|Fig.1: The Battle of Mrs. Hutchinson's Geometry Class, circa 6th Period.|
While Ancient Greece was never a single political entity, since it was composed of city-states who preferred to do their own thing, inter-Greek fighting really wasn't too big of a problem before 500 BC. If two city-states had a disagreement, there might have been some minor skirmishing, maybe some destruction of agriculture, and at the very worst an extremely heated game of Mario Kart, but never a full-blown war. The Persian invasion in the early 5th century BC changed the way the Greeks fought: they were forced to band together and kill their enemies on a large scale. This was rather traumatic at first for those young innocent Greeks, but they soon became hardened to the gruesome realities of war, and were chopping out the entrails of felled Persians like men in no time. Of course it was only a matter of time before the Greeks would use this style of warfare on each other. And no one wanted to be around when it was time for it to go downtown like that! (That's what the kids are saying nowadays, right?)
|Fig.2: The Delian League was Athens' dominant |
seaward empire, even though it sort of looks like the
X-ray your dentist shows you when you have cavities.
This put the Delian League in competition with the already-established Peloponnesian League, based in the Peloponnesus on the southern Greek mainland. The dominant power of Peloponnesian League was the city-state of Sparta. Now, I know you're expecting me to make some dumb 300 reference, like how Spartans enjoy kicking people into bottomless pits while letting them know of their current location, but that's just too easy and overdone. I'm far more topical than that (which will be undermined one I make a lame Battlestar Galactica joke). Anyway, many city-states opposed to Athens' bullying rallied around Sparta and the Peloponnesian League; indeed there were some skirmishes between the two from 460-445 BC in what historians like to call the "First Peloponnesian War," but this was just an appetizer to what was to come. The Delian and Peloponnesian Leagues signed a Thirty Year Peace in 445 BC, but immediately Vegas began taking bets as to how long it would actually last.
|Fig.3: Mean Girls is considered one of |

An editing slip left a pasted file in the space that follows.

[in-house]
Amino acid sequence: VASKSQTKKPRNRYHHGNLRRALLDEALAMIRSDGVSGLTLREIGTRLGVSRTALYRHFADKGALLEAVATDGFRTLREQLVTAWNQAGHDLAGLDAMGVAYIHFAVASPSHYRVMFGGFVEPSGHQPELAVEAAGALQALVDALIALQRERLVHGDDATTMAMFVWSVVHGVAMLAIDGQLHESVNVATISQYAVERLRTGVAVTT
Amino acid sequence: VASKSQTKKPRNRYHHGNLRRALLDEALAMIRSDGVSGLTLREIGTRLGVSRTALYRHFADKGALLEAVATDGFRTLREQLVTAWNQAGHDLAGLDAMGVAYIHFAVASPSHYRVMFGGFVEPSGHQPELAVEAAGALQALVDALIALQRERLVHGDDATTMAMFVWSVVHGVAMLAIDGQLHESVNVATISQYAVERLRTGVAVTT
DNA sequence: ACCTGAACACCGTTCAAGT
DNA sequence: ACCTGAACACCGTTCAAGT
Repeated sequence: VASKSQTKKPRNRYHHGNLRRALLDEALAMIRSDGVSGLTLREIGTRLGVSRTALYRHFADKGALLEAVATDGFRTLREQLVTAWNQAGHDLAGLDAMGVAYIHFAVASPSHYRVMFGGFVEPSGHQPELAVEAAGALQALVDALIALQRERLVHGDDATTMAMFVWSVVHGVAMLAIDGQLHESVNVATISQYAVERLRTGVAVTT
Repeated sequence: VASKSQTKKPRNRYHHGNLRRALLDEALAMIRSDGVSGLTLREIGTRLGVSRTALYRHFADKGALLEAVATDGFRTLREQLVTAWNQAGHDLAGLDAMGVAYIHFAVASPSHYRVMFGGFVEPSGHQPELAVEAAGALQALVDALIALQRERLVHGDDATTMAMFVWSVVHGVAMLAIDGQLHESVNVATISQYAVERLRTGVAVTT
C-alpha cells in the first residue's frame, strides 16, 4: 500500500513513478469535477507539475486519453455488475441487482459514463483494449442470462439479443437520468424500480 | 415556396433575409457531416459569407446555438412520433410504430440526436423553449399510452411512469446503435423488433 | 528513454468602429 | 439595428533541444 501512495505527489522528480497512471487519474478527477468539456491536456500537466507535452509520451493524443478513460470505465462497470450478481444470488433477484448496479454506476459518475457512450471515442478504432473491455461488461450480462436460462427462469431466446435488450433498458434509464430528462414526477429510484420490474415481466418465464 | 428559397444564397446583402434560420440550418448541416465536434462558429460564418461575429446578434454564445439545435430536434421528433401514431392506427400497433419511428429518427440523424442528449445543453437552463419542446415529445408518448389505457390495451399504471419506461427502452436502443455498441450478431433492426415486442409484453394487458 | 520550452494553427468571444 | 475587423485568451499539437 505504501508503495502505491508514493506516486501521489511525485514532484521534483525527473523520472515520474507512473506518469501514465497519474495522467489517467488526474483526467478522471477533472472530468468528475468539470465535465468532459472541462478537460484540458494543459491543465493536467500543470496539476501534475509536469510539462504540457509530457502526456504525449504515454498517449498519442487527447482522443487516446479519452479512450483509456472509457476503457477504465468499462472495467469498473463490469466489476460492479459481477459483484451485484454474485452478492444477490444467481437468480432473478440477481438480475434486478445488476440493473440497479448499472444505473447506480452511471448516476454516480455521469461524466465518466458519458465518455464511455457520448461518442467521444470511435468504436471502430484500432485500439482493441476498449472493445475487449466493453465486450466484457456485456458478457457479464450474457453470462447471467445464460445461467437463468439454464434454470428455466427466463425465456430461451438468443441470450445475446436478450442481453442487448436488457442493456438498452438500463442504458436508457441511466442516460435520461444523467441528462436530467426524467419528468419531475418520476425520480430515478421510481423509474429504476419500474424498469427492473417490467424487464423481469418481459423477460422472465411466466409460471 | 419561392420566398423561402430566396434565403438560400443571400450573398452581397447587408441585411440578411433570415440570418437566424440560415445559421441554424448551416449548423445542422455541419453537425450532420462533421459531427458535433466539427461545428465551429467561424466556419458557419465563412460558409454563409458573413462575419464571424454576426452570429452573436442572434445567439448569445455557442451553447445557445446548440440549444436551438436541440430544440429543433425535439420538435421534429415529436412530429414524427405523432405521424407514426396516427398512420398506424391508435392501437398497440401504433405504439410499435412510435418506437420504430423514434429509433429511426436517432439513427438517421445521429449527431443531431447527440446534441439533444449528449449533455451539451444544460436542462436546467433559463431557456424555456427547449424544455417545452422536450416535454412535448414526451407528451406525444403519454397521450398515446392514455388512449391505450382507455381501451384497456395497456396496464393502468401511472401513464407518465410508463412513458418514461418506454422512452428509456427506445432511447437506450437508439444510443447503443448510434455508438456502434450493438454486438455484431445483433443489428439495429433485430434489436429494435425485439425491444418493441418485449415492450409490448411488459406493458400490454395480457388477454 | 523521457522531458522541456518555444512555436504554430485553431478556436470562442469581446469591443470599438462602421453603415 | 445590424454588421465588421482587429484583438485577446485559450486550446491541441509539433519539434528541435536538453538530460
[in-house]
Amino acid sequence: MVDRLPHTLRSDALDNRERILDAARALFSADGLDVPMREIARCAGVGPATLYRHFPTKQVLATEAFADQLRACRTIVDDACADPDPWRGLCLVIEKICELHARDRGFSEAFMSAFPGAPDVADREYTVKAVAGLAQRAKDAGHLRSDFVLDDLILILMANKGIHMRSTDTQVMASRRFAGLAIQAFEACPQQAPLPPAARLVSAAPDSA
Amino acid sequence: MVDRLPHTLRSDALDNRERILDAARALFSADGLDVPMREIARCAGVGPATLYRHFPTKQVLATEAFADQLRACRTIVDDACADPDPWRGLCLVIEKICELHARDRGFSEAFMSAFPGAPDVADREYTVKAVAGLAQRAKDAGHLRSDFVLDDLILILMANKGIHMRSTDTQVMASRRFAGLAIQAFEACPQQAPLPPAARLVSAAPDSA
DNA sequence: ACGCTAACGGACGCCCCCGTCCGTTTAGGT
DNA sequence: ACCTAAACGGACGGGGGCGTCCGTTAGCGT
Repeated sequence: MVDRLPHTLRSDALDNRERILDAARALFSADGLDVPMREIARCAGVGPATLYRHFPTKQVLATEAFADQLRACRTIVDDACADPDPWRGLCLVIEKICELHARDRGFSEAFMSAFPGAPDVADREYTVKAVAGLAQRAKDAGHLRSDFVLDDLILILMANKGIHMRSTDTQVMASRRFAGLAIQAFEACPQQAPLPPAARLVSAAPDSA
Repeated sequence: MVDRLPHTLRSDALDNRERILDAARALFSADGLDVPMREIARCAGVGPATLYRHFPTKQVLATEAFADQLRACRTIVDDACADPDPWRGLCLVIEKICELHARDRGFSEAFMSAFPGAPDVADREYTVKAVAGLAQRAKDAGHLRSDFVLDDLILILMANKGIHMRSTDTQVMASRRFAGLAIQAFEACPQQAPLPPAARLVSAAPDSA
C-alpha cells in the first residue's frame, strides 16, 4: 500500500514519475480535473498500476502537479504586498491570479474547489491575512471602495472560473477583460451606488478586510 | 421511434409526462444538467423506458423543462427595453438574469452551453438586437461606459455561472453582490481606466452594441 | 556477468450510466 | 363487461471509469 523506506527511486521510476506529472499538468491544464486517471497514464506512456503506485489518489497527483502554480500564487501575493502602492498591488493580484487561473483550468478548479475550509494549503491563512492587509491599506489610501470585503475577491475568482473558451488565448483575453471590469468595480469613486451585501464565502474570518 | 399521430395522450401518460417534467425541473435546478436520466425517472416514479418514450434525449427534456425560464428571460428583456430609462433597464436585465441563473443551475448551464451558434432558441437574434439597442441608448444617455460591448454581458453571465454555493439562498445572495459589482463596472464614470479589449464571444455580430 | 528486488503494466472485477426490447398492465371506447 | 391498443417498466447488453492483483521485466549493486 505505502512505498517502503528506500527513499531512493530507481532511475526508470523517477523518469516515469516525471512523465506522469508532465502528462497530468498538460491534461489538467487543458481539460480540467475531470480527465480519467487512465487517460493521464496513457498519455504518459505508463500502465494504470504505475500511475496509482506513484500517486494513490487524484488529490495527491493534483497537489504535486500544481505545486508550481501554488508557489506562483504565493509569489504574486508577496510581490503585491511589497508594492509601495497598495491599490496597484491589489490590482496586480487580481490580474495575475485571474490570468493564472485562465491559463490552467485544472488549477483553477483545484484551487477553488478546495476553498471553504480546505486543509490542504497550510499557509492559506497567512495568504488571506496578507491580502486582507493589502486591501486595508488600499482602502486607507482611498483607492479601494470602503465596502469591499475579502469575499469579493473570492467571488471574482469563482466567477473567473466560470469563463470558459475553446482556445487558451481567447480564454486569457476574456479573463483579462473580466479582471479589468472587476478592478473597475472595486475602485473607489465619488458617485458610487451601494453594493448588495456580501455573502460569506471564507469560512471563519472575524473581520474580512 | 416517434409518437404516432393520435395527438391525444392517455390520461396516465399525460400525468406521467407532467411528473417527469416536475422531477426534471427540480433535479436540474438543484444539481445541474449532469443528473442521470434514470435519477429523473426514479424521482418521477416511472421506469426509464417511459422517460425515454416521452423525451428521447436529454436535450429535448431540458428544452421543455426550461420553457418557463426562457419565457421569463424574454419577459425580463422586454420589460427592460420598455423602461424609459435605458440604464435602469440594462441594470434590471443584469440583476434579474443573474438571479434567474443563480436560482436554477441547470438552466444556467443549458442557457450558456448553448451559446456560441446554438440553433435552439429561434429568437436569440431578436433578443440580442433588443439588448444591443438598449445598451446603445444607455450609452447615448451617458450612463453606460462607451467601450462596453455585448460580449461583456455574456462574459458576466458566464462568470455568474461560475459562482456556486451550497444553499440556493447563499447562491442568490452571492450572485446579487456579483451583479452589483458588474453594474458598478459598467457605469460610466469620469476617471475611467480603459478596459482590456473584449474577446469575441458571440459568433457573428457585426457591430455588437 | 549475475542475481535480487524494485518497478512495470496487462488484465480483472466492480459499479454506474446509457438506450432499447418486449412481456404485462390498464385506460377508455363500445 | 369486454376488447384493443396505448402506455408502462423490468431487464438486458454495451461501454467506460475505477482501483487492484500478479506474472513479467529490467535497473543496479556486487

the best documentaries detailing the
prelude to the Peloponnesian War.
For being one of the most crucial wars in ancient history, it sure got off to a slow start. Athens was hit by a really bad plague in 430 BC, killing around a third of their population; this included the prominent statesman Pericles, who claimed he had a secret master plan for beating the Spartans all along, but didn't tell anyone that he hid it in his top-right sock drawer. You would think that Sparta would have taken advantage of this major setback in Athens, but just the opposite: Spartans were worried that if they invaded Attica (the region home to Athens), they would get all of Athens' yucky plague germs, and in turn spread it in the Peloponnesus. So it was Athens' boogery grossness that saved them from getting their butts kicked right off the bat, which was not the case for me in fourth grade when I had that weird fungus on the whole left side of my face. Yeah, let's not talk about it.
|Fig.4: Helots were often given an excessive amount of |
alcohol to demonstrate its negative effects to the Spartan
youth. Nowadays, we have the cast of Jersey Shore to
teach us that lesson.
This back-and-forth lasted ten whole years, until Athens and Sparta decided to take a break and figure out where this war was going. The agreement they came up with in 421 BC was called the Peace of Nicias after the Athenian general who negotiated the terms, because the Peace of Pleistoanax (after the Spartan king present on the other side) would have been too silly-sounding and hard to pronounce. Terms of the treaty included a prisoner exchange, the return of all lands captured during the war, an indefinite period of peace, and a provision to make each other breakfast-in-bed in alternating weeks. It was doomed from the start because many of Sparta's allies, like Corinth and Megara, never agreed to the Peace (calling Sparta names like "softipants" and "wussykins" for laying down their arms), and continued the war against Athens. Ironically, the largest land battle fought in Greece during the war (Battle of Mantinea, 418 BC) occurred during this supposed time of "peace." That's the worst peace I've heard of since the Cylons used the forty-year interwar period to prepare for their nuclear attack on the Twelve Colonies! (I warned you that lame BSG reference was coming.)
Of course, this isn't the end of the story. Yes, Virginia: the Peloponnesian War had only begun, and it was about to get really bloody. So please forgive me while I dangle a massive cliffhanger in front of you, and tell you to look out next week for Part Two!